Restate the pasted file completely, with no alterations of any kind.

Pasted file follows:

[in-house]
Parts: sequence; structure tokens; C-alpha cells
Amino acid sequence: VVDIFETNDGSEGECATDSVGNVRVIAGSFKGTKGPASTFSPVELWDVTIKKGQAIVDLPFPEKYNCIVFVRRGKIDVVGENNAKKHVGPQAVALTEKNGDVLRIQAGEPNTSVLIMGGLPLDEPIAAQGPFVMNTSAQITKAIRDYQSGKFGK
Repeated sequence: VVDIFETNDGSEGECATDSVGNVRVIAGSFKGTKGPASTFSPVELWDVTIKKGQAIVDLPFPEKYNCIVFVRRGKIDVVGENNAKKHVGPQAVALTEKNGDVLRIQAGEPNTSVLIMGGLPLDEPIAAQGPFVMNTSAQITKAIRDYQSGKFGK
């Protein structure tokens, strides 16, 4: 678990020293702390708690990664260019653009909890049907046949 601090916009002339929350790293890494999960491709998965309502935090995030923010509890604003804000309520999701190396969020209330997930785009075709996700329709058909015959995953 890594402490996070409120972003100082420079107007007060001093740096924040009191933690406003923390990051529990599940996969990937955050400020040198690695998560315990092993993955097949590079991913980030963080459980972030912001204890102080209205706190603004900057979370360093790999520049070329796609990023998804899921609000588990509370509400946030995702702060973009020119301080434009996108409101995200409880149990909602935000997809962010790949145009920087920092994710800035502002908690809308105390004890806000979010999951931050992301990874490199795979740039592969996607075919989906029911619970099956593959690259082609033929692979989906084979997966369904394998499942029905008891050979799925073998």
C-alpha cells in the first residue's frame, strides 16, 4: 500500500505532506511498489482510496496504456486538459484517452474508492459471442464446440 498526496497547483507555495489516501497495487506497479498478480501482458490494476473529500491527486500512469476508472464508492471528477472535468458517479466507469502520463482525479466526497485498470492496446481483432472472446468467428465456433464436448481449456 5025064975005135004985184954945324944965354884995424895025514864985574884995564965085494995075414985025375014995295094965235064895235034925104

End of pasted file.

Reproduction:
[in-house]
Parts: sequence; structure tokens; C-alpha cells
Amino acid sequence: VVDIFETNDGSEGECATDSVGNVRVIAGSFKGTKGPASTFSPVELWDVTIKKGQAIVDLPFPEKYNCIVFVRRGKIDVVGENNAKKHVGPQAVALTEKNGDVLRIQAGEPNTSVLIMGGLPLDEPIAAQGPFVMNTSAQITKAIRDYQSGKFGK
Repeated sequence: VVDIFETNDGSEGECATDSVGNVRVIAGSFKGTKGPASTFSPVELWDVTIKKGQAIVDLPFPEKYNCIVFVRRGKIDVVGENNAKKHVGPQAVALTEKNGDVLRIQAGEPNTSVLIMGGLPLDEPIAAQGPFVMNTSAQITKAIRDYQSGKFGK
């Protein structure tokens, strides 16, 4: 678990020293702390708690990664260019653009909890049907046949 601090916009002339929350790293890494999960491709998965309502935090995030923010509890604003804000309520999701190396969020209330997930785009075709996700329709058909015959995953 890594402490996070409120972003100082420079107007007060001093740096924040009191933690406003923390990051529990599940996969990937955050400020040198690695998560315990092993993955097949590079991913980030963080459980972030912001204890102080209205706190603004900057979370360093790999520049070329796609990023998804899921609000588990509370509400946030995702702060973009020119301080434009996108409101995200409880149990909602935000997809962010790949145009920087920092994710800035502002908690809308105390004890806000979010999951931050992301990874490199795979740039592969996607075919989906029911619970099956593959690259082609033929692979989906084979997966369904394998499942029905008891050979799925073998």
C-alpha cells in the first residue's frame, strides 16, 4: 500500500505532506511498489482510496496504456486538459484517452474508492459471442464446440 498526496497547483507555495489516501497495487506497479498478480501482458490494476473529500491527486500512469476508472464508492471528477472535468458517479466507469502520463482525479466526497485498470492496446481483432472472446468467428465456433464436448481449456 5025064975005135004985184954945324944965354884995424895025514864985574884995564965085494995075414985025375014995295094965235064895235034925104